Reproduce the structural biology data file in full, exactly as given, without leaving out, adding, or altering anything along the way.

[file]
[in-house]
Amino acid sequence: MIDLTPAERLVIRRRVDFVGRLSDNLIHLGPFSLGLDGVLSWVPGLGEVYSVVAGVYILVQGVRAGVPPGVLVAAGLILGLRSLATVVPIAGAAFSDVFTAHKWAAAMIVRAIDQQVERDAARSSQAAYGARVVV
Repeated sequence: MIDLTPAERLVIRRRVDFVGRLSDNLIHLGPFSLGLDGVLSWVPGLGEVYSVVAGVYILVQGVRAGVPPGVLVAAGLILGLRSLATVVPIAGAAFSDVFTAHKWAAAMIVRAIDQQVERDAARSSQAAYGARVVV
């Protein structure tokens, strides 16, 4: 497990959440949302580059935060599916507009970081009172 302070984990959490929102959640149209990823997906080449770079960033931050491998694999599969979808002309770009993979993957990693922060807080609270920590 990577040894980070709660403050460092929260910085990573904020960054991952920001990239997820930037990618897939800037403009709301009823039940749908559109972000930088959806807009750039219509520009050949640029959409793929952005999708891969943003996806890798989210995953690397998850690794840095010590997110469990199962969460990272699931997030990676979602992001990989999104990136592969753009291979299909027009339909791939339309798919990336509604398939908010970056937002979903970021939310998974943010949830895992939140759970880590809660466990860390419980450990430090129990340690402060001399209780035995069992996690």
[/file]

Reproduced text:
[in-house]
Amino acid sequence: MIDLTPAERLVIRRRVDFVGRLSDNLIHLGPFSLGLDGVLSWVPGLGEVYSVVAGVYILVQGVRAGVPPGVLVAAGLILGLRSLATVVPIAGAAFSDVFTAHKWAAAMIVRAIDQQVERDAARSSQAAYGARVVV
Repeated sequence: MIDLTPAERLVIRRRVDFVGRLSDNLIHLGPFSLGLDGVLSWVPGLGEVYSVVAGVYILVQGVRAGVPPGVLVAAGLILGLRSLATVVPIAGAAFSDVFTAHKWAAAMIVRAIDQQVERDAARSSQAAYGARVVV
């Protein structure tokens, strides 16, 4: 497990959440949302580059935060599916507009970081009172 302070984990959490929102959640149209990823997906080449770079960033931050491998694999599969979808002309770009993979993957990693922060807080609270920590 990577040894980070709660403050460092929260910085990573904020960054991952920001990239997820930037990618897939800037403009709301009823039940749908559109972000930088959806807009750039219509520009050949640029959409793929952005999708891969943003996806890798989210995953690397998850690794840095010590997110469990199962969460990272699931997030990676979602992001990989999104990136592969753009291979299909027009339909791939339309798919990336509604398939908010970056937002979903970021939310998974943010949830895992939140759970880590809660466990860390419980450990430090129990340690402060001399209780035995069992996690």